At Twisted Tree, Shannon Mough Curates Connections and Community

As with trees, sometimes the biggest dreams can grow from the smallest seed. For Shannon Mough, her daily yoga and meditation practice planted the seed for a new home and a new career. 

“I was living in Chicago, doing meditation and yoga, and somewhere along the way, I thought, ‘Maybe I’ll open a yoga studio in Door County,’” she recalled. 

At the time, Mough didn’t know where in Door County exactly, but her husband, Mike Tomasian, who had been visiting Door County for longer than she had, remembered when the old pharmacy was the cornerstone of the Country Walk Shops in Sister Bay. 

“We looked at this building, which had been vacant and needed so much work,” she said.

But more than the necessary repairs, Mough noticed the surrounding stores.

“I saw all these other stores here where people were really trying. This store, at one point, was those other stores’ anchor,” she said. 

In that moment, Mough remembers feeling nudged to roll the dice and turn the vacant space into that anchor store once again. But then when a yoga studio opened across the street, she began to shift her focus.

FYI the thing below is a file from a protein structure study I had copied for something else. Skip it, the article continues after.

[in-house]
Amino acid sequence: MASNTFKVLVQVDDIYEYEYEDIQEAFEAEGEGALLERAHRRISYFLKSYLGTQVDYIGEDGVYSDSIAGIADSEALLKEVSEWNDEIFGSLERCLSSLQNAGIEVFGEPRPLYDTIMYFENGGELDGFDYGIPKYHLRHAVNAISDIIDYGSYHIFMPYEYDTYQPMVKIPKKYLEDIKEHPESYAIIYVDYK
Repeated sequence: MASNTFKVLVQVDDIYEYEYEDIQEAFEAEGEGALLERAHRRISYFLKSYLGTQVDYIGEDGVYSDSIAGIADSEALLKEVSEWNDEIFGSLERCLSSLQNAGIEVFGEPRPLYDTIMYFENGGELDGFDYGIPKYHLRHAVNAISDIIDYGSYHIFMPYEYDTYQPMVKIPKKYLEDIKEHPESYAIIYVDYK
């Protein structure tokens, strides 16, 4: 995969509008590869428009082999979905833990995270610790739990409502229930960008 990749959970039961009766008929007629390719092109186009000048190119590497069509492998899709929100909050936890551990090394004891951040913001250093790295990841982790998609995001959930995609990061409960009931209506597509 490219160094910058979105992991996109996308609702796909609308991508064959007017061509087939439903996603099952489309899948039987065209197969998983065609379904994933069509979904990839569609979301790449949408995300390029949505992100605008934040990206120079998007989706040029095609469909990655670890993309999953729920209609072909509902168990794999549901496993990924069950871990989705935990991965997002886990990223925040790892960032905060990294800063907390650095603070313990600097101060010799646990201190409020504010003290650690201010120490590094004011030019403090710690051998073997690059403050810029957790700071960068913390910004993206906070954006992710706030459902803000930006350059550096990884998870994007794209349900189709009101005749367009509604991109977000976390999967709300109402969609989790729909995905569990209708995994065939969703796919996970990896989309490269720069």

Photo by Brett Kosmider

“My happy place is anywhere in nature or in the woods,” she said. “I spend a lot of time outside.”

Even before the couple purchased 20 acres in Liberty Grove, the outdoors was a big part of Mough’s life. She spent the majority of her free time outdoors, seeking out local parks and forest preserves when she lived in Chicago and, before moving here, escaping to Door County whenever she had a free weekend. 

So when the idea of a Door County-based athleisure apparel and retail store began to work its way into Mough’s thoughts and business aspirations, it was no surprise that trees would inspire not only the aesthetics of her new business, but its mission as well.

“I really wanted to call it Twisted Tree. I felt really strongly about it,” she said, explaining that the inspiration came from Ram Dass’ poem “Trees.”

“The poem basically says that when you go out into the woods, you’ll see all these different trees of various shapes and sizes. Some are bent; some are twisted, but when you look at a tree, you don’t judge it. It’s a tree,” Mough said. 

Her mission with Twisted Tree is to “turn people into trees,” she said, “meaning, I appreciate them for just the way they are.”